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Sunday, 9 March 2014

Chariot

The chariot was invented in Asia Minor around 2000 BC using lighter, spoked wheels that turn round the axle. More distant countries were able to be reached and invaded.

War horses and chariots were used by the Mitanni in Syria and the Hittites in Anatolia by about 1600 BC. A remarkable book, the earliest known work devoted exclusively to horses, was written by a Mitanni horseman hired by a Hittite king. The clay tablets that comprise the book give detailed directions for the care and training of chariot horses.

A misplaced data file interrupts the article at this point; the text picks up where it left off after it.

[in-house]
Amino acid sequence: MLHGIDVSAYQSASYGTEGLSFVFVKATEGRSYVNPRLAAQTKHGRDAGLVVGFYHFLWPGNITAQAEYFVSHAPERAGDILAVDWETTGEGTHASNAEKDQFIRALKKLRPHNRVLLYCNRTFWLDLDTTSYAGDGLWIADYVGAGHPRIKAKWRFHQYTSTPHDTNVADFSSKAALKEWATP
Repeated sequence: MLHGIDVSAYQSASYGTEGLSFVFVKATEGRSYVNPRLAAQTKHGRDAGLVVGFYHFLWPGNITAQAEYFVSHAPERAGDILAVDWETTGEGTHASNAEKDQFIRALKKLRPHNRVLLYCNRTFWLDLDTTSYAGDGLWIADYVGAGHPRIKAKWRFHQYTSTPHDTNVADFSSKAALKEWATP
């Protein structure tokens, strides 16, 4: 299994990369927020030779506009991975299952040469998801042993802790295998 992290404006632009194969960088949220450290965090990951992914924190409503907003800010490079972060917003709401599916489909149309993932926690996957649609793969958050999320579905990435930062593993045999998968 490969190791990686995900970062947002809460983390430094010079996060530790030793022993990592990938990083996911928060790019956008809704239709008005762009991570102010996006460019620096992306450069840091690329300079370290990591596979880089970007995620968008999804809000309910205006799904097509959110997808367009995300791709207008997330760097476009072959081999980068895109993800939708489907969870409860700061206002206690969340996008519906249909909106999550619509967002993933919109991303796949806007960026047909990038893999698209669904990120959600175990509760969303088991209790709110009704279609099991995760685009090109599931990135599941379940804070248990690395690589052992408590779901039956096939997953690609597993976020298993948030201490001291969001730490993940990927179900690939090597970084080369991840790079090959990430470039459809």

Egyptian chariots were the finest in the ancient world. They were small and light, carrying a driver and one passenger. The wheels were about 40 inches in diameter and 7 feet apart from stability. The floor was a half-circle in front and straight in back along the axle. When the floor was made of woven leather it provided some suspension for the riders.

Noise from hooves and chariot wheels on the stone roads was so loud that Julius Caesar tried to ban all traffic at night.

Zebras were trained by the Romans to pull chariots around the circuses. They even gave our stripy friends the  name “hippotigris”, meaning “Horse-tiger."

Sources The So That’s Why! Bible, Compton's Interactive Encyclopedia © 1998 The Learning Company, Inc. 

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